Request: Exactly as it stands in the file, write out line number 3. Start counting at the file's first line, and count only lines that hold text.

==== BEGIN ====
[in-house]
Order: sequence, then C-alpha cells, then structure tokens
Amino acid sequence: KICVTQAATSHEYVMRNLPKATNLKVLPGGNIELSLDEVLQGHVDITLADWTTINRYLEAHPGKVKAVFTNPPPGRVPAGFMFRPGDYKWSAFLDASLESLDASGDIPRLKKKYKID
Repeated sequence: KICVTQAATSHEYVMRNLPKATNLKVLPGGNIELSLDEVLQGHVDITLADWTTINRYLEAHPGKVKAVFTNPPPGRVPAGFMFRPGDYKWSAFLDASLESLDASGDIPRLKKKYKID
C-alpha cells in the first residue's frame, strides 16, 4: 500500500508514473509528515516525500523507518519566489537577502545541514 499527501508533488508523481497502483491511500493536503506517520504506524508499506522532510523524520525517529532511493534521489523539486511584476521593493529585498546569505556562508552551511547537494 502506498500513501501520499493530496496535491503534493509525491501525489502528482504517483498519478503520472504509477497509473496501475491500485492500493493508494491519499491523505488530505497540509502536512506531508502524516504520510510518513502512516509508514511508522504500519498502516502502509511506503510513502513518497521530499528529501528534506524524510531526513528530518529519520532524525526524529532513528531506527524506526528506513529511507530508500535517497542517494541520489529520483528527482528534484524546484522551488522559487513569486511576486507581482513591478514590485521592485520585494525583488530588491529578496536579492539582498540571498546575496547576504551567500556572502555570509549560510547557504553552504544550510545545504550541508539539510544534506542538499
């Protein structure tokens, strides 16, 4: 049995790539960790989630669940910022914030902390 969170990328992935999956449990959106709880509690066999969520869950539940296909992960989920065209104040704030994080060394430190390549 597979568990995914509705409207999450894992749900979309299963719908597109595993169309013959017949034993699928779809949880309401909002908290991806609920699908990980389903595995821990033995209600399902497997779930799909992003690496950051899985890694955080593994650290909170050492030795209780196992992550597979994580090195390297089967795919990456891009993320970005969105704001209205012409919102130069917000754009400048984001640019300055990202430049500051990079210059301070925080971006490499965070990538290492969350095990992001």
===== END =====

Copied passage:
Amino acid sequence: KICVTQAATSHEYVMRNLPKATNLKVLPGGNIELSLDEVLQGHVDITLADWTTINRYLEAHPGKVKAVFTNPPPGRVPAGFMFRPGDYKWSAFLDASLESLDASGDIPRLKKKYKID